I am currently reading Lotfi Mansouri's memoir, True Tales from the Mad, Mad, Mad World of Opera. Mansouri is shown above laughing with Donald Runnicles, probably from the days when they were the tag team running the San Francisco Opera.
Let's just say he names names. One anecdote about a soprano whose mother comes to the house to tell her daughter of the evils of opera singing, isn't named. But that's about it. Jon Vickers, we are told, could and did recite long passages from the Bible when he was supposed to be rehearsing. Renata Scotto didn't want anyone to stand within 20 feet of her. Pavarotti liked cash donations. Stuff like that.
When he gets to his chapter on opening nights at the San Francisco opera, I start having questions. He remembers the night when Otello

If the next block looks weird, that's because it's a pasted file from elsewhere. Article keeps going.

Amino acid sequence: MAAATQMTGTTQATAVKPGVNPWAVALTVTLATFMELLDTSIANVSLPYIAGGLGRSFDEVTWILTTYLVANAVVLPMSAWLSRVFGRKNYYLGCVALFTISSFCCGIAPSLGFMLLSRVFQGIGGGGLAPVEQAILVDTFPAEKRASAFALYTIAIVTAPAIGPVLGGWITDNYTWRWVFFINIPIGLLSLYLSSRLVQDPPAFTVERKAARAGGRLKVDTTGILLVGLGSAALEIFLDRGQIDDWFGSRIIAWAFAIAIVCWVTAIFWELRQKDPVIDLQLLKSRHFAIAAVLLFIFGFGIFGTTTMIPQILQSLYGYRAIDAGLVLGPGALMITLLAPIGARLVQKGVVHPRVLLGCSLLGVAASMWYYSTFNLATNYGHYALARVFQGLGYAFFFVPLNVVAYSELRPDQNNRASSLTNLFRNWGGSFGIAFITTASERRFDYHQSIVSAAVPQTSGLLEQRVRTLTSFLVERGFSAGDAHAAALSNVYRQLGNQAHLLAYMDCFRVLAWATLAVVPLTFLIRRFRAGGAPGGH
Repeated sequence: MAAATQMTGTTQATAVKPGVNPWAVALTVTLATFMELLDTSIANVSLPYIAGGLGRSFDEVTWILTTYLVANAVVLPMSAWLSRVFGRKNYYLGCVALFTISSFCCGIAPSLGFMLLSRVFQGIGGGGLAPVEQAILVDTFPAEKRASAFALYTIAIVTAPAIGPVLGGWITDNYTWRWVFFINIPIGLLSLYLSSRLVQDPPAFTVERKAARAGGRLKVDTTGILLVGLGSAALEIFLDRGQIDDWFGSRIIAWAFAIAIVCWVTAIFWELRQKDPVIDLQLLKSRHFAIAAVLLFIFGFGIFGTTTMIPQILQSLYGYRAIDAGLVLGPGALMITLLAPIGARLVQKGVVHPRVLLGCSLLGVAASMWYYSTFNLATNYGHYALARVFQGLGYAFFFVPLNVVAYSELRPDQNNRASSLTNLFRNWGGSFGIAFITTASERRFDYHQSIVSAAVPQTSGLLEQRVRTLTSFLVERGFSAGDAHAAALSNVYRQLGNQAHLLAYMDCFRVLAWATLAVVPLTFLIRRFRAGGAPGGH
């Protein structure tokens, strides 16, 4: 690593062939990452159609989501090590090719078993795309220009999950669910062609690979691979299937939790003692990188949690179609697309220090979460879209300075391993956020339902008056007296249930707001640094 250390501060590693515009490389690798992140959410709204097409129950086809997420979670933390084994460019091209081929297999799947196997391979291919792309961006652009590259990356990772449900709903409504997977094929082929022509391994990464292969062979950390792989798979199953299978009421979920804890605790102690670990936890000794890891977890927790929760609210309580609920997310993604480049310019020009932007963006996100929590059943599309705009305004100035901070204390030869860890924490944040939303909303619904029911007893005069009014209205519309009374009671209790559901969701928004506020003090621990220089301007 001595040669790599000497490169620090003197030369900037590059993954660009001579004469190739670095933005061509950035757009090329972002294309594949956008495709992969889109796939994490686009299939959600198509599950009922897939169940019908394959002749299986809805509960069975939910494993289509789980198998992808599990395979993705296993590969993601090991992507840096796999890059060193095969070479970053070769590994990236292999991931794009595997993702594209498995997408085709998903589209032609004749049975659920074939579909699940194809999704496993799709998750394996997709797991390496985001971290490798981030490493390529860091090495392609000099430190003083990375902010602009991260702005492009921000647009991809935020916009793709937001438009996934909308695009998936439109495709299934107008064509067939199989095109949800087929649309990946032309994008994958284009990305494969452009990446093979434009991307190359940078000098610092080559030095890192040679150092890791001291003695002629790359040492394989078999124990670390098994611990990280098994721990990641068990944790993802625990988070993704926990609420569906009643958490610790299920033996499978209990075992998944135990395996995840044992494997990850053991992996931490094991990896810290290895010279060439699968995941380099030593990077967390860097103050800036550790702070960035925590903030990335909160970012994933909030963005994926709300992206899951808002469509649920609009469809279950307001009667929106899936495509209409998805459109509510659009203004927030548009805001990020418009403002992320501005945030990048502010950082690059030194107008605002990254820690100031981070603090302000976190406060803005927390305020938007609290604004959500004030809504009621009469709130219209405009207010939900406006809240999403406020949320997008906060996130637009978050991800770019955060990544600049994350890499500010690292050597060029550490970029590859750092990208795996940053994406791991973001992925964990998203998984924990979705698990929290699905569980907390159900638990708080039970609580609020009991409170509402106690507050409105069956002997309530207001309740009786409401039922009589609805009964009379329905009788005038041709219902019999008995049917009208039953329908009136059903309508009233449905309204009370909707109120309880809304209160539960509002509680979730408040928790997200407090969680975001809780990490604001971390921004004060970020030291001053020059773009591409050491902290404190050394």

started over 3 hours late, and how much the opera board members liked the time spent getting drunk waiting for the opera to start. I would have thought, in fact always have thought, that serving booze at the opera was a money making idea. I would have kept track of how much money each intermission generated and whether or not the money increased with the length of the intermission. So exactly why is it that the number of intermissions keeps getting smaller? Don't they like money? And if overtime kicks in at midnight, why is it that the intermissions aren't timed to end the opera just before that? One isn't allowed to ask these questions.
It used to be that things that went on behind the scenes at the opera made it into the newspapers. Why doesn't that happen any more? It is a fun book with lots of insider information. I tend to find books annoying these days because they don't have a like button. (Like)
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